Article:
Online Safety Tips for Your Kids: Why They are Important Now More than Ever
Parents have been getting advice about safety and the internet since it ﬁrst entered homes in the early 90s. But with the surge of social media, and school becoming virtual all over the country, knowing how to protect your child and their identity online is more important than it ever has been before. Want to, but do not know where to start? Here are a few tips to help ease your mind.
- Know What Features Apps, Websites, and Social Media already have in place: Several large social platforms have parental restrictions already built into their settings. This can very from restricting screen time, disabling direct messengers, and even the content your child is able to access. An array of platforms like TikTok, Instagram, Netﬂix, Facebook, all have pages set up for you to go through and click on the boundaries you want to set for safety.
- Don’t Assume Something is Safe: For most people, resources like Zoom and Google Classroom are assumed to be ok. As we have recently seen in the media, Zoom and similar digital conference calls can be hacked. Learn what you can about your child’s new virtual classroom from Google community and other resources, so that you will be better prepared if something looks ﬁshy.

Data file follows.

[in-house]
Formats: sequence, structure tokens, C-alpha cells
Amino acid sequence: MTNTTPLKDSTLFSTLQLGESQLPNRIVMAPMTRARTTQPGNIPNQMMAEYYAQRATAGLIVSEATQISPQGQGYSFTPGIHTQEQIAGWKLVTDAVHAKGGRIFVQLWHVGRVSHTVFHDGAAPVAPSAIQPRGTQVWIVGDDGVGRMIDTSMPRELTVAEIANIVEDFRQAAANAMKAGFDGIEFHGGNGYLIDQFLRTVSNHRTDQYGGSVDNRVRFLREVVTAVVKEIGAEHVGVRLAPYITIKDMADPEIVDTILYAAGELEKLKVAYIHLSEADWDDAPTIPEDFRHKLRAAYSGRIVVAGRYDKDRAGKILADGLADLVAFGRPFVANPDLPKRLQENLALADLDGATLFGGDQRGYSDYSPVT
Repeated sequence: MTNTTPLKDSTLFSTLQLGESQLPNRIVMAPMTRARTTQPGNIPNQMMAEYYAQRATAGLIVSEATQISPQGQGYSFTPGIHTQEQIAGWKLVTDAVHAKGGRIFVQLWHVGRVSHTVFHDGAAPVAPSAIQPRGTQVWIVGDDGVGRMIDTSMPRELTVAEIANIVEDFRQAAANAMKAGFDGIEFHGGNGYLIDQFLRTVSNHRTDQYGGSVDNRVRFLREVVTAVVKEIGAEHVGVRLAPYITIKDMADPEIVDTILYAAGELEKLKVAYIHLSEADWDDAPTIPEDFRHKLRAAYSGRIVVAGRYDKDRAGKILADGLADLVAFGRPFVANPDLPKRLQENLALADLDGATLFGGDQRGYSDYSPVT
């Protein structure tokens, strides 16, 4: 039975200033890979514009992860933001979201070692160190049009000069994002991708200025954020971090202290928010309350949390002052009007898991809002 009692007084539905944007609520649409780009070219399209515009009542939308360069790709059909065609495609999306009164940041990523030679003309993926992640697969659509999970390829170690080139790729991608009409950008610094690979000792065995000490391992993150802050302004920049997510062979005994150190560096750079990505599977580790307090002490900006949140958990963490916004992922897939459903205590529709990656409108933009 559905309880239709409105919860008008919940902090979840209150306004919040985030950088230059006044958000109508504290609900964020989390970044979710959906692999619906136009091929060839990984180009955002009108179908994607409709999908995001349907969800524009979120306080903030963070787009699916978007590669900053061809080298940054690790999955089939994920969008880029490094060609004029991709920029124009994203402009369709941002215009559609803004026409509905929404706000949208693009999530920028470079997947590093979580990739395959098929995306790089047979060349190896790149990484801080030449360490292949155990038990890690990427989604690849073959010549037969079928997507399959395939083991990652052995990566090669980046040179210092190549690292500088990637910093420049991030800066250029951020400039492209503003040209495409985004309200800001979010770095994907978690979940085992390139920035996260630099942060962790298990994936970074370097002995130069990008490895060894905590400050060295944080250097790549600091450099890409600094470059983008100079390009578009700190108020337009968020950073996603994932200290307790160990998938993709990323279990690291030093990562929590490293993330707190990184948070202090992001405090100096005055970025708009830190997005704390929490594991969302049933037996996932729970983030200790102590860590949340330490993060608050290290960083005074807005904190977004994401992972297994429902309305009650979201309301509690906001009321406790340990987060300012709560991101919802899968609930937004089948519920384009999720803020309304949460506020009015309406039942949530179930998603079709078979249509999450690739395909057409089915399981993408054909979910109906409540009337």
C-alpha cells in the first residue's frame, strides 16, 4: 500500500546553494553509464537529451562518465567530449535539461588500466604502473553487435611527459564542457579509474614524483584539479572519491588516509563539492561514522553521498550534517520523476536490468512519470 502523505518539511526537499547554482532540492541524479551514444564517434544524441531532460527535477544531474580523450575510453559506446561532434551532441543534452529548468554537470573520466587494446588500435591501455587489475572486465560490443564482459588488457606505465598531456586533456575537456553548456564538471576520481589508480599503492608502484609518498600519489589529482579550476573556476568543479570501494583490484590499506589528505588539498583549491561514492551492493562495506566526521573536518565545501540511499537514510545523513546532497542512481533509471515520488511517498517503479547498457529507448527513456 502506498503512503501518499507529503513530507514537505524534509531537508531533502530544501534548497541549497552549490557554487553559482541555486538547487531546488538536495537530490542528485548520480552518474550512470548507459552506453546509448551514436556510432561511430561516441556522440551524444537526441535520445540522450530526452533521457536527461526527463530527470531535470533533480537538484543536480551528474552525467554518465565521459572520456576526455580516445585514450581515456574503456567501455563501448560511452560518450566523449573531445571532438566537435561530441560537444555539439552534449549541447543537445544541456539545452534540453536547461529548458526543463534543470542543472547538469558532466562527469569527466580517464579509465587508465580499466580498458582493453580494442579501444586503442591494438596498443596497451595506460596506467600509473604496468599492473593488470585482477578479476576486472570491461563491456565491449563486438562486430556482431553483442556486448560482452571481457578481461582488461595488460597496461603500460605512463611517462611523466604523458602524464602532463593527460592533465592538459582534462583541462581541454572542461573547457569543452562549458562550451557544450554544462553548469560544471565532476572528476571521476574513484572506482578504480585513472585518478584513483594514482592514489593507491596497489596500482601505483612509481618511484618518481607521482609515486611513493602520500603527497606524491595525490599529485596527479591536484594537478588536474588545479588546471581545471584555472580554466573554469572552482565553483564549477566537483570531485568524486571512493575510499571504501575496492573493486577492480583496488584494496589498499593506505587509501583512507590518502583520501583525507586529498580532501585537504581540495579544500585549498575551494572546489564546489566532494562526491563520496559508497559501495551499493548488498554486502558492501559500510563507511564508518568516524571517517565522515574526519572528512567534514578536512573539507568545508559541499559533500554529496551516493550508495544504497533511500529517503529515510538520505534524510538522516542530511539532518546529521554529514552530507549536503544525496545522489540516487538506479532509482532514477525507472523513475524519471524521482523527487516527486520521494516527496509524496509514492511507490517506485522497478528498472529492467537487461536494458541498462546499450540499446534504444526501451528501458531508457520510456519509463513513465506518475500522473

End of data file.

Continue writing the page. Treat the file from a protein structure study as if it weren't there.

- Try to Be Involved…or at Least Around: Being around your children 24/7 is pretty much impossible. And with demanding work schedules, spending time all the time you want to with your child is not always a possibility, either. However, if and when you can, consider trying to be involved when they are starting a new activity, even if you think it is something silly, like TikTok dance routines or playing Fortnite. Not only will you be supporting your child’s habits, but by being around them when they are using the internet, you can learn, reshape, and create safe computer habits with and for them.
- Keep Lines of Communication Open: Most of us know that our children are not perfect, but if you can recall your childhood: it was not so easy to fess up to doing things you knew were wrong. Sometimes, if a child does not know if something is wrong, unethical, unsafe, etc., they will err on the side of it being wrong to avoid any form of discipline. With that being said, it is pivotal that your child understands that they can approach you with any questions or concerns about behaviors or problems they may have encountered on the computer.
The average age a child gets their ﬁrst private social media account is 12. Over 60% of preteens and over 80% of teenagers have at least two or more social media accounts. The average American child between eight and eighteen spends more than seven hours or more in front of a screen (without schoolwork). In summary: it is highly unlikely that you can 100% protect your child from screens and screen time, but making the necessary steps to watch out for their safety can make all the difference in their digital and physical reality.